As an American physician who is Muslim, I feel a profound sense of anger and betrayal.



Anger that the alleged perpetrator of the heinous Fort Hood massacre was a Muslim. Anger that someone born and raised in this great land could do such a thing. And anger, above all, that a doctor reportedly did it — a man who had taken the solemn oath repeated by all of us upon graduation from medical school.

In declaring the Hippocratic Oath, we all proclaim our commitment to practice ethical and moral medicine. We all understand the fundamental precept taught in medical school — “primum non nocere,” a Latin phrase that means “first, do no harm.”

As an Army psychiatrist, Maj. Nidal Hasan was entrusted to ease the anguish and suffering of his fellow soldiers who witnessed firsthand the horrors of war. If the charges against him are proven, he betrayed these soldiers utterly and mercilessly.

I feel betrayed by the actions of Hasan on an entirely different level, however. I feel betrayed as a Muslim from a devout family.

Our beautiful faith teaches us compassion and mercy and is one of the main reasons I sought to become a physician.

As a first-year medical student, I joined my classmates — approximately 120 aspiring physicians — in purchasing a sphygmomanometer, a device used to measure blood pressure manually. I had the words “In the service of Allah” engraved on the gauge, serving as a constant reminder to me of this commitment.

I also feel betrayed as an Arab-American.

I am proud of my roots, my identity and my country. My immigrant parents raised my siblings and me to be proud of our heritage (Palestinian) and proud of our home (America). They raised six children, three of whom are physicians. If they were alive today, they would feel this wound even more sharply — as I am certain Hasan’s parents would, as well.

After the tragedy of 9/11, Arab-Americans and American Muslims have worked incessantly to clear the “guilt by association” with which our communities have been tainted.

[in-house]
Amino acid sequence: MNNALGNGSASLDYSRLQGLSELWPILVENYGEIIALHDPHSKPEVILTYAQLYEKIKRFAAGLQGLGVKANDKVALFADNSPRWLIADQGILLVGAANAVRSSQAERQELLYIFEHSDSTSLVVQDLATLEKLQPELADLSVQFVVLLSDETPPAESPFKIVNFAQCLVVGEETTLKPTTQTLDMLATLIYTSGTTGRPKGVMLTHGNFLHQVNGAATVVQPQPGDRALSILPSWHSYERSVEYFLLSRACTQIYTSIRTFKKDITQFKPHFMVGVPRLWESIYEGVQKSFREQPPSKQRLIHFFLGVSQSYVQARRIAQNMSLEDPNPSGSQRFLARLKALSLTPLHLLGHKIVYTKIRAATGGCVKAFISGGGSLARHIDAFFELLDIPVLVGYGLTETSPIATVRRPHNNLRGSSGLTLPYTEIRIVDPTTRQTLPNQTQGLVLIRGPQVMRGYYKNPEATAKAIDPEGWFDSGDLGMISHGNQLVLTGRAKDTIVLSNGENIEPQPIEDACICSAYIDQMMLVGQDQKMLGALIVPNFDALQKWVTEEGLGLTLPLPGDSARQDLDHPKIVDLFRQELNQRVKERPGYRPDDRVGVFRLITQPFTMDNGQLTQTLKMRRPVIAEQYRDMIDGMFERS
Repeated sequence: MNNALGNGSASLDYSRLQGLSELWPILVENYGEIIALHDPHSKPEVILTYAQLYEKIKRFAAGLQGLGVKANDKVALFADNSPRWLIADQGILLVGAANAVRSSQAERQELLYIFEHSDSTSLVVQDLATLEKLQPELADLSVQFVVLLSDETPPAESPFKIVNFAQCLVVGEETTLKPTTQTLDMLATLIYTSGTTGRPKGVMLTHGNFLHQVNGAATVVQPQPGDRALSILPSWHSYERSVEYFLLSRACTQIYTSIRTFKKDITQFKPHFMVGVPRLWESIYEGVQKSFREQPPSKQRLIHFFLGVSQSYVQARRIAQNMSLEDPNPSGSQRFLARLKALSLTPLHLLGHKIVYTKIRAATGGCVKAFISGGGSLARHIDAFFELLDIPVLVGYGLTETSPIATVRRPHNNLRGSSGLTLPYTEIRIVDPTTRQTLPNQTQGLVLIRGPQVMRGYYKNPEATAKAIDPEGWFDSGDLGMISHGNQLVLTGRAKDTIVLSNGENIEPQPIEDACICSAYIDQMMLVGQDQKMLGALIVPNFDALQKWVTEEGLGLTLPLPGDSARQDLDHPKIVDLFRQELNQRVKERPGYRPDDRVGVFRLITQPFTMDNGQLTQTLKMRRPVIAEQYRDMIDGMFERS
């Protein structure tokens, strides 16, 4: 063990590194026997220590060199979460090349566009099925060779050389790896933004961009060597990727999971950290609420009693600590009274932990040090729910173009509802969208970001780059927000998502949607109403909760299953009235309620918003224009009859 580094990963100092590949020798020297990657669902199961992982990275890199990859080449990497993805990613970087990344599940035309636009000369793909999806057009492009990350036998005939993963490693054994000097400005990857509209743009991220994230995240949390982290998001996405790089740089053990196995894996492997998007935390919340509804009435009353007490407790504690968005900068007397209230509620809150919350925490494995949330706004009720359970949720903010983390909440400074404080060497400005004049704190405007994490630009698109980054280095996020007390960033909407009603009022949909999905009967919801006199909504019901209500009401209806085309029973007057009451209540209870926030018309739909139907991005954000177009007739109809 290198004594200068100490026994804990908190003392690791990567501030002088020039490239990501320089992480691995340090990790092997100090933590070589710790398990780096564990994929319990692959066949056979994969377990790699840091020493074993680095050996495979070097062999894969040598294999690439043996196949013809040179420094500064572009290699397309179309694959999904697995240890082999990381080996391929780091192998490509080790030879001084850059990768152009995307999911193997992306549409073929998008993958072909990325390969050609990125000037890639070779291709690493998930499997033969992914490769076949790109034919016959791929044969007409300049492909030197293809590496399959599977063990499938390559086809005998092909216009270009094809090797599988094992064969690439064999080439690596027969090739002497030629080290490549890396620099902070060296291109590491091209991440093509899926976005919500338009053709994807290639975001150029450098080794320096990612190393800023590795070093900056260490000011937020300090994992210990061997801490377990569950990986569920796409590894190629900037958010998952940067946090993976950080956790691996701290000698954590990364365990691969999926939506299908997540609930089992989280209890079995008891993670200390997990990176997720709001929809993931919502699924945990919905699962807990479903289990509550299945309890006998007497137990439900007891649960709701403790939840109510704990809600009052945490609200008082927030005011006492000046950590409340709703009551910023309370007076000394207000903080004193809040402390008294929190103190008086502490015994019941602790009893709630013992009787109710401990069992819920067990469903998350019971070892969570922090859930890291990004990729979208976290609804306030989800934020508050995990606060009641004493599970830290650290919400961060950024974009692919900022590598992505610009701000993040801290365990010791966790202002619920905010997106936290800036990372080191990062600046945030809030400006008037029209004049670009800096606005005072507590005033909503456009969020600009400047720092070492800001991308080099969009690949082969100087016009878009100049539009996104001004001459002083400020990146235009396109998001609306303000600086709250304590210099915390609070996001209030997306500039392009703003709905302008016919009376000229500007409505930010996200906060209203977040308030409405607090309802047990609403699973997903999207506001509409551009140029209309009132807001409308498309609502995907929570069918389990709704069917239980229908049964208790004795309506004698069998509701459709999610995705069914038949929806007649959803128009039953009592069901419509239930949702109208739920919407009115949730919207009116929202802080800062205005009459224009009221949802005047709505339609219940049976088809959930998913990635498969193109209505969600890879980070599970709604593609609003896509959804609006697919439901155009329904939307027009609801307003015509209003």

The Fort Hood murders are a huge setback.

Dr. Riad Z. Abdelkarim, formerly a lifelong resident of Southern California, is the director of medical affairs at Tawam Hospital in Al Ain, United Arab Emirates. He can be reached at pmproj@progressive.org.

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Carolina Panthers

If the black citizens of Charlotte and white supporters of justice block the entrance to the stadium on Sunday, I...

By Wendell Berry

Manifesto: The Mad Farmer Liberation Front

Love the quick profit, the annual raise,
vacation with pay. Want more 
of everything ready made. Be afraid 
to know your neighbors and to die.
And you will have a window in your head.
Not even your future will be a mystery 
any more. Your mind will be punched in a card 
and shut away in a little drawer.
When they want you to buy something 
they will call you. When they want you
to die for profit they will let you know. 
So, friends, every day do something
that won’t compute. Love the Lord. 
Love the world. Work for nothing. 
Take all that you have and be poor.
Love someone who does not deserve it. 
Denounce the government and embrace 
the flag. Hope to live in that free 
republic for which it stands. 
Give your approval to all you cannot
understand. Praise ignorance, for what man 
has not encountered he has not destroyed.
Ask the questions that have no answers. 
Invest in the millennium. Plant sequoias.
Say that your main crop is the forest
that you did not plant,
that you will not live to harvest.


Say that the leaves are harvested 
when they have rotted into the mold.
Call that profit. Prophesy such returns.
Put your faith in the two inches of humus 
that will build under the trees
every thousand years.
Listen to carrion—put your ear
close, and hear the faint chattering
of the songs that are to come. 
Expect the end of the world. Laugh. 
Laughter is immeasurable. Be joyful
though you have considered all the facts. 
So long as women do not go cheap 
for power, please women more than men.
Ask yourself: Will this satisfy 
a woman satisfied to bear a child?
Will this disturb the sleep 
of a woman near to giving birth? 
Go with your love to the fields.
Lie easy in the shade. Rest your head 
in her lap. Swear allegiance 
to what is nighest your thoughts.
As soon as the generals and the politicos 
can predict the motions of your mind, 
lose it. Leave it as a sign 
to mark the false trail, the way 
you didn’t go. Be like the fox 
who makes more tracks than necessary, 
some in the wrong direction.
Practice resurrection.

Wendell Berry is a poet, farmer, and environmentalist in Kentucky. This poem, first published in 1973, is reprinted by permission of the author and appears in his “New Collected Poems” (Counterpoint).


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